Some of the queries that a client sends are routed to all backends instead of just to one. These queries include USE <db name> and SET autocommit=0, among many others. Readwritesplit sends a copy of these queries to each backend server and forwards the master's reply to the client. Below is a list of MySQL commands which are classified as session commands.

COM_INIT_DB (USE <db name> creates this)
COM_QUIT (no response, session is closed)
SQLCOM_CHANGE_DB (USE ... statements)
SET autocommit=1|0

There is a possibility for misbehavior. If USE mytable is executed in one of the slaves and fails, it may be due to replication lag rather than the database not existing. Thus, the same command may produce different result in different backend servers. The slaves which fail to execute a session command will be dropped from the active list of slaves for this session to guarantee a consistent session state across all the servers used by the session.

The above-mentioned behavior can be partially controlled with the configuration parameter use_sql_variables_in:

use_sql_variables_in=[master|all] (default: all)

Server-side session variables are handled similar to SQL variables. If "master" is set, SQL variables are read and written in master only. Autocommit values and prepared statements are routed to all nodes always.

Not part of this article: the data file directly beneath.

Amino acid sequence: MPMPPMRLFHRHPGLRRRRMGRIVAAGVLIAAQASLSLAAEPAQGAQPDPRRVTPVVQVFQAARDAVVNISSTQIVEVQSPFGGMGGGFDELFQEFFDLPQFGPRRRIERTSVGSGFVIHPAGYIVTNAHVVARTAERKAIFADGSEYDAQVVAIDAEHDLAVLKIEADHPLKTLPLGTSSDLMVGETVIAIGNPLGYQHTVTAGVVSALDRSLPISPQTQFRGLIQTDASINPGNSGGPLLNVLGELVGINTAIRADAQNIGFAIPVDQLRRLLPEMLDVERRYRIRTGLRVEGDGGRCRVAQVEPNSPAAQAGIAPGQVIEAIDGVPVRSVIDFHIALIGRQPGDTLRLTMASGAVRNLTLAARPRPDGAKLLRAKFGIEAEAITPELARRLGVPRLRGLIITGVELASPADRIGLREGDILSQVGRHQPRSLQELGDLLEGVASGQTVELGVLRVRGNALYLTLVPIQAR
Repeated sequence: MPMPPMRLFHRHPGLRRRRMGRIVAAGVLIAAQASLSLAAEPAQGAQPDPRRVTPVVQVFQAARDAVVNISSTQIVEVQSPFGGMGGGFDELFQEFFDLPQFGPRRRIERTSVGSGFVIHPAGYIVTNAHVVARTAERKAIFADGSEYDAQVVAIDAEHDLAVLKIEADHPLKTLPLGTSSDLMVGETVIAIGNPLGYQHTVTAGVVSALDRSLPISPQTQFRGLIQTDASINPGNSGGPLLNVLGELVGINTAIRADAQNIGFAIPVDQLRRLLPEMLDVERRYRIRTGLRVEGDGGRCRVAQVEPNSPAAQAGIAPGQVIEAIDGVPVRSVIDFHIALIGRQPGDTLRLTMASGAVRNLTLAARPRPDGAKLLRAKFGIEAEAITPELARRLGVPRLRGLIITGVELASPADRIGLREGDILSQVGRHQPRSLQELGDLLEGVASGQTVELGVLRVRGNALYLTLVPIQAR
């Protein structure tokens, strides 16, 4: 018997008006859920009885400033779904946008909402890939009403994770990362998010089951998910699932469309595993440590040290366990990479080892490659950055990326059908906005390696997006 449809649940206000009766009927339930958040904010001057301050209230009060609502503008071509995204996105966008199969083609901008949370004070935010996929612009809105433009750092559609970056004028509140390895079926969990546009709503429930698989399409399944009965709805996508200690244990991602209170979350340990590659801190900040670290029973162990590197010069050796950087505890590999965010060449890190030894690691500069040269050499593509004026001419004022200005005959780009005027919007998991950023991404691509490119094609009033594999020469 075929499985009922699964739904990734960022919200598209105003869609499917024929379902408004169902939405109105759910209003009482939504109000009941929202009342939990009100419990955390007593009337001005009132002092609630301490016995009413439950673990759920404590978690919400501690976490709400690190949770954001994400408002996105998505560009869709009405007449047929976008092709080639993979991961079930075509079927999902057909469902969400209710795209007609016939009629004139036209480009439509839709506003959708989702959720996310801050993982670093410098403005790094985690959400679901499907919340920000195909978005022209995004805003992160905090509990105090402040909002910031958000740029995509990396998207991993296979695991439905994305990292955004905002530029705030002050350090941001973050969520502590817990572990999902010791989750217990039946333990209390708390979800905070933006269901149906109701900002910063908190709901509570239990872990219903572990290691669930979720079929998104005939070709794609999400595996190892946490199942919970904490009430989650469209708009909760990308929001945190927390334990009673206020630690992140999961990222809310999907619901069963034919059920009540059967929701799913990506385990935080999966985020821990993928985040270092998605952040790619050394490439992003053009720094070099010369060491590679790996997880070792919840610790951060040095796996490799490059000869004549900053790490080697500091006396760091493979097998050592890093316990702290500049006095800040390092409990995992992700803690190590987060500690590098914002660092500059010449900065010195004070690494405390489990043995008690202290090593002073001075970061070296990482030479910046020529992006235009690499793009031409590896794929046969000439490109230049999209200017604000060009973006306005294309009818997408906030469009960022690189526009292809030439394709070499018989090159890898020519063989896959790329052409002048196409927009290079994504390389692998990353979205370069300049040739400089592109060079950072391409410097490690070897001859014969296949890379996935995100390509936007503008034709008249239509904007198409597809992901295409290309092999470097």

If a SELECT query modifies a user variable when the use_sql_variables_in parameter is set to all, it will not be routed and the client will receive an error. A log message is written into the log further explaining the reason for the error. Here is an example use of a SELECT query which modifies a user variable and how MariaDB MaxScale responds to it.

MySQL [(none)]> set @id=1;
Query OK, 0 rows affected (0.00 sec)

MySQL [(none)]> SELECT @id := @id + 1 FROM test.t1;
ERROR 1064 (42000): Routing query to backend failed. See the error log for further details.

Allow user variable modification in SELECT queries by setting the value of use_sql_variables_in to master. This will route all queries that use user variables to the master.

Examples of session command limitations